Faculty and staff training to facilitate new gender equity policy

The training, focused on gender identity and pronouns, will take place in early February. An earlier cohort of training took place this fall.

Niamh Coomey and Erin Rose Baker

University of Minnesota staff and faculty are training to facilitate the recently passed gender equity and access policy. 

The policy asks that faculty use students’ specified names and gender pronouns, among other rules intended to make the University more inclusive of transgender and gender non-conforming individuals. The Gender and Sexuality Center for Queer and Trans Life is now accepting applications for the spring cohort of faculty and staff training. The first cohort took place before the policy passed in December.

Saby Labor, GSC director, said the program aims to spread education to different areas of the University by assigning staff who are familiar with their unit’s culture.

“The staff who are now facilitators, they are deeply embedded in the context of their unit, department, college or center,” Labor explained. 

Once trained, the facilitators are tasked with working to educate their colleagues, helping them work through questions and mistakes.

Noelle Noonan, director of student affairs and registrar in the Law School, applied for the spring cohort of the training program. 

She emphasized the importance of living out the policy and modeling behavior for others. 

“I think this is a good opportunity for individuals who are passionate and are interested and want to dedicate that time and energy to sort of be champions of that policy,” she said. 

Facilitator Erin Keyes, who is also the assistant dean of students in the Law School, said in an email to the Minnesota Daily that a training session took place earlier this week for Law School employees.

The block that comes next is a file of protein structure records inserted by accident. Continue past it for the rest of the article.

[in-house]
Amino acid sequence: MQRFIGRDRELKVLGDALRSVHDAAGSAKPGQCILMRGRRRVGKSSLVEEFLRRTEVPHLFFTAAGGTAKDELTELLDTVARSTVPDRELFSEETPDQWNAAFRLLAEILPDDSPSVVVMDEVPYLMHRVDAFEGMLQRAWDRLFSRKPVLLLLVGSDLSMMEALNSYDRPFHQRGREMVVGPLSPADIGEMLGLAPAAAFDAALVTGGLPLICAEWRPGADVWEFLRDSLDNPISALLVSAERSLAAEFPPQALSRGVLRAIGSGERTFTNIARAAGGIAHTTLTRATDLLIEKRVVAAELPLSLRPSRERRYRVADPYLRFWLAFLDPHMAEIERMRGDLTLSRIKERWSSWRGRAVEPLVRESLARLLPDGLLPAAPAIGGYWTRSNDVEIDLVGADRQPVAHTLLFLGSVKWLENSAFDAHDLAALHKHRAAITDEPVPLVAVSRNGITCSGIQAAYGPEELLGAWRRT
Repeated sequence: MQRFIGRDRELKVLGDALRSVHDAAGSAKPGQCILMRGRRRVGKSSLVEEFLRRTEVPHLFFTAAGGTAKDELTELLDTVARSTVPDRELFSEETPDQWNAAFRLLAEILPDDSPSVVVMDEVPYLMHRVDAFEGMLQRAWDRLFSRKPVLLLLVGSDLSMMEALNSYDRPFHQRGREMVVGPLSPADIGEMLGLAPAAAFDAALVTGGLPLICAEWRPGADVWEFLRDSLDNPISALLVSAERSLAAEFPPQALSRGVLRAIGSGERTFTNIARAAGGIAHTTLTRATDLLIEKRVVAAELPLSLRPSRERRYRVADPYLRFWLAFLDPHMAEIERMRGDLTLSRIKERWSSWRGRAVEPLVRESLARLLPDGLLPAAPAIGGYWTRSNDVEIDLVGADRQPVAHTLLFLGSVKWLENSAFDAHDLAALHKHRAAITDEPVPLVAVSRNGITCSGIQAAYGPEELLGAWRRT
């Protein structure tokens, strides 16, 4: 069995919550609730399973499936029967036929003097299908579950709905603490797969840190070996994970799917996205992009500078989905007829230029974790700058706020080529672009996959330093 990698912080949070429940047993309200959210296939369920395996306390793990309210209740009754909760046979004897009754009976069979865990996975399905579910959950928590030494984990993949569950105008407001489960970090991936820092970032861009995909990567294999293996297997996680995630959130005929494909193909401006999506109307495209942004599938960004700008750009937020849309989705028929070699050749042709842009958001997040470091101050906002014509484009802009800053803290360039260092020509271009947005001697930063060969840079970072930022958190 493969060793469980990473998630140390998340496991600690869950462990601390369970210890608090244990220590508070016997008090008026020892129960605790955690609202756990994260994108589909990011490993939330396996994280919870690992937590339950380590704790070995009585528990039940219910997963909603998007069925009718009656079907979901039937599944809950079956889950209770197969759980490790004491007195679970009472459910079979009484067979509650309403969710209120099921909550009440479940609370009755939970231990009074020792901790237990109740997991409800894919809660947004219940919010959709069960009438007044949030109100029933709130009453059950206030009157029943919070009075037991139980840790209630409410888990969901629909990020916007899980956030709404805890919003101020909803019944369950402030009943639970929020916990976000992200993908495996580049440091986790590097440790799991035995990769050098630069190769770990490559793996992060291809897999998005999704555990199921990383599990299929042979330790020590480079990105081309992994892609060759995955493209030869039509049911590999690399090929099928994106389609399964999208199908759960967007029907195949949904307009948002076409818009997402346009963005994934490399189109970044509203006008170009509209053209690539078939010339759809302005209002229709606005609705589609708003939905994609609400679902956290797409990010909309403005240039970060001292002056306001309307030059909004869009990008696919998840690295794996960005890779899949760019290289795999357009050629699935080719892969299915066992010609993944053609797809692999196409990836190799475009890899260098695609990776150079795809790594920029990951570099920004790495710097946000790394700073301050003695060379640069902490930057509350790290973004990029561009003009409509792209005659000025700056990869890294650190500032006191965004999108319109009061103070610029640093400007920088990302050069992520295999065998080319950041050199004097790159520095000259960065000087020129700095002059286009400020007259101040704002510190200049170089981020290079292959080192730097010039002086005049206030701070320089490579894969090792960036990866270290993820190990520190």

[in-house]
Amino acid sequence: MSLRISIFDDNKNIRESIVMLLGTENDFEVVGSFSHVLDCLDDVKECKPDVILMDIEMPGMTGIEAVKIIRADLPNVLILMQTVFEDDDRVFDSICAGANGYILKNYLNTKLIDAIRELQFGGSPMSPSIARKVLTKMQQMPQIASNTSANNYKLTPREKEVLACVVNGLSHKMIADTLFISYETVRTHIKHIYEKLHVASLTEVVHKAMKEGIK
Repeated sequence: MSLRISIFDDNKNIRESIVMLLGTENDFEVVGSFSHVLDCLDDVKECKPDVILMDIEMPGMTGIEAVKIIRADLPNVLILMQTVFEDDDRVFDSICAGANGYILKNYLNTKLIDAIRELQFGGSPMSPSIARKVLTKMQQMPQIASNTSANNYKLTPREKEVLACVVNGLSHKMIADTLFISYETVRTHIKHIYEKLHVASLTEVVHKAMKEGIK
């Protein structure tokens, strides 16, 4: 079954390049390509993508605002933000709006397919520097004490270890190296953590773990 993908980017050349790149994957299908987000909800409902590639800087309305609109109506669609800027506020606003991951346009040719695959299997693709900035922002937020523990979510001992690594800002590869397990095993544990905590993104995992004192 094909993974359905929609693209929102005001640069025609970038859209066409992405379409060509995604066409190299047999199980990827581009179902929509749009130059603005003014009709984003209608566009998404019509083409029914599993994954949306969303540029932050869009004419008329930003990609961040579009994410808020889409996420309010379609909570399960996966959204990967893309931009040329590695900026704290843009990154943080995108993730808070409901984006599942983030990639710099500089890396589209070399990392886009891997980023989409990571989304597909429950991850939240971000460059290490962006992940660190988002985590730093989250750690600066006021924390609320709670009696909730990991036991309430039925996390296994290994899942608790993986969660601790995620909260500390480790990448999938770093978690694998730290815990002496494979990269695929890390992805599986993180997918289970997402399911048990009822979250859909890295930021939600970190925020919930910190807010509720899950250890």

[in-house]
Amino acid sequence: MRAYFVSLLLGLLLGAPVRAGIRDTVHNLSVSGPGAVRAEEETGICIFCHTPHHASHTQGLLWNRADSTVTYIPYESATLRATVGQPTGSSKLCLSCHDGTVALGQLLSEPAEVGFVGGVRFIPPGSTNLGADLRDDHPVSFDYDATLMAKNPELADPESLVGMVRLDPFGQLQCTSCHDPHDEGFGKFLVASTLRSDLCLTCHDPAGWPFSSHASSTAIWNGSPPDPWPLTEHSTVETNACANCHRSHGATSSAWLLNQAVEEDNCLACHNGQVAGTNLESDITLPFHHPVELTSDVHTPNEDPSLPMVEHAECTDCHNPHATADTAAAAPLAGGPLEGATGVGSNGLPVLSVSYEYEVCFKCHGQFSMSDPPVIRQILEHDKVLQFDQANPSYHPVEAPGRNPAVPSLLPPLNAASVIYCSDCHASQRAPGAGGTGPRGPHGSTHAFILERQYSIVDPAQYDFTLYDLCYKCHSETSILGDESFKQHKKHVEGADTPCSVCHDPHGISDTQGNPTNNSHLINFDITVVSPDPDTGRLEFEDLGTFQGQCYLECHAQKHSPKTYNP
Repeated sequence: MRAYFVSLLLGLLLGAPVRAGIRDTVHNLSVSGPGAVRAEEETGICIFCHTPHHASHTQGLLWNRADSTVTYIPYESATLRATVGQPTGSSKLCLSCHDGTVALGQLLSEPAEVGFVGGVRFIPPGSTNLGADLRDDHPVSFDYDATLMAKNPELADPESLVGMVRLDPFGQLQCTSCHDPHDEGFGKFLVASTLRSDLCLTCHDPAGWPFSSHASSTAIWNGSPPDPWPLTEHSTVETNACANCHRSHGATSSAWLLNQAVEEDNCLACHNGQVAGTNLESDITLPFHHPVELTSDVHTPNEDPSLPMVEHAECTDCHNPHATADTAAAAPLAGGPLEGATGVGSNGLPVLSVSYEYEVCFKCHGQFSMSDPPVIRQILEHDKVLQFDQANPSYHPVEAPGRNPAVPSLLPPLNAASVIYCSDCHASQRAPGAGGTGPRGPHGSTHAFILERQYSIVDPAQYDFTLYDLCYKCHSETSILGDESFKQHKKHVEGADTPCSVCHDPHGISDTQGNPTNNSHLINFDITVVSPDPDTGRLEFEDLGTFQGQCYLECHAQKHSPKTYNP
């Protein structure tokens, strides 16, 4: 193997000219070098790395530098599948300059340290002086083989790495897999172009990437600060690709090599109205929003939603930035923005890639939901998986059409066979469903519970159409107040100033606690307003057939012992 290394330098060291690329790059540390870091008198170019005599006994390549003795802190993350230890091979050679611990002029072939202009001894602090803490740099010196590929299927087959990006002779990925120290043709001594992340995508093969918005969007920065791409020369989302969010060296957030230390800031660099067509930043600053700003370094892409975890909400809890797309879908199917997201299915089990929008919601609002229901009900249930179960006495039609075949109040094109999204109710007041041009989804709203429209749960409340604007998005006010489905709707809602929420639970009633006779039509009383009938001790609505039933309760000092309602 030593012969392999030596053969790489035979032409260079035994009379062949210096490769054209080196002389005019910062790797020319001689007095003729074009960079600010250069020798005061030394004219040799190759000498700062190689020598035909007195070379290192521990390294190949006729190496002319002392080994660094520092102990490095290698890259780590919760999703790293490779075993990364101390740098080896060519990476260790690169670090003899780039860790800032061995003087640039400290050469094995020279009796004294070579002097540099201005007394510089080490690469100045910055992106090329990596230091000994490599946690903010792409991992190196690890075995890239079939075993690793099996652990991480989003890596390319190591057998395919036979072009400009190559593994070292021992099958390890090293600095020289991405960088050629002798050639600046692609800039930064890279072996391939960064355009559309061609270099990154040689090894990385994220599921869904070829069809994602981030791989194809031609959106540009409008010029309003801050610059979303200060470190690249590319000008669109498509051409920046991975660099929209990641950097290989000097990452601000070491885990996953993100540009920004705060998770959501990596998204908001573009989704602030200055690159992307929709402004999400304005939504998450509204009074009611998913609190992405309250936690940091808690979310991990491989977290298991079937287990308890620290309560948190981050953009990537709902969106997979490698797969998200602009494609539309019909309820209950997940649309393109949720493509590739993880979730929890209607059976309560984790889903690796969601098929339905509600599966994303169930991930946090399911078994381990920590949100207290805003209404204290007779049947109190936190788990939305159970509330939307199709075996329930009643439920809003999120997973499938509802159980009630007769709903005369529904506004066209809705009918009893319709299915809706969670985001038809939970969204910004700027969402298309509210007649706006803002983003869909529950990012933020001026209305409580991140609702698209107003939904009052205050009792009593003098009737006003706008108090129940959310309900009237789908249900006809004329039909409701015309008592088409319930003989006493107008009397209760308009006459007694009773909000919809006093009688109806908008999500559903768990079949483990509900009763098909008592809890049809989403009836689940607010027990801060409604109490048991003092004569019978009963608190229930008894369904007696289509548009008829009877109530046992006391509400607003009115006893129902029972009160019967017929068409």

“The Facilitator Training Program for Gender Equity Access allows the Law School to better recognize and honor gender diversity in our community, knowing that it is an essential piece of who we are,” she said in the email.

Noonan, who has also been involved with learning opportunities for faculty in the Law School, said difficult questions have been and will continue to be raised during the learning process. 

“That’s part of the process, is to have dialogue, to have open conversation and to also start to have an improved vocabulary within these conversations and a shared vocabulary in these conversations,” she said.

One challenge for the University community will be overcoming social structures that have been deeply ingrained for generations, Labor said.

“As adults, it is difficult to change behaviors that have become socialized in us for so many years,” they said.

Labor said they believe the staff is very capable of working through these cultural learning moments.

The education this year is focused on names and pronouns, the area of the policy that garnered the most questions during the consultative phase of the policy process, Labor said. Future education will likely focus on the other aspects of the policy. 

The GSC is in contact with the Minnesota Student Association about potentially starting similar training for students in the future as well, Labor said. 

Applications for the spring cohort close this Friday. Training will take place in early February. 

“The second cohort is where we are going to pause and reflect and integrate learning and see where we’re going to go next,” Labor said.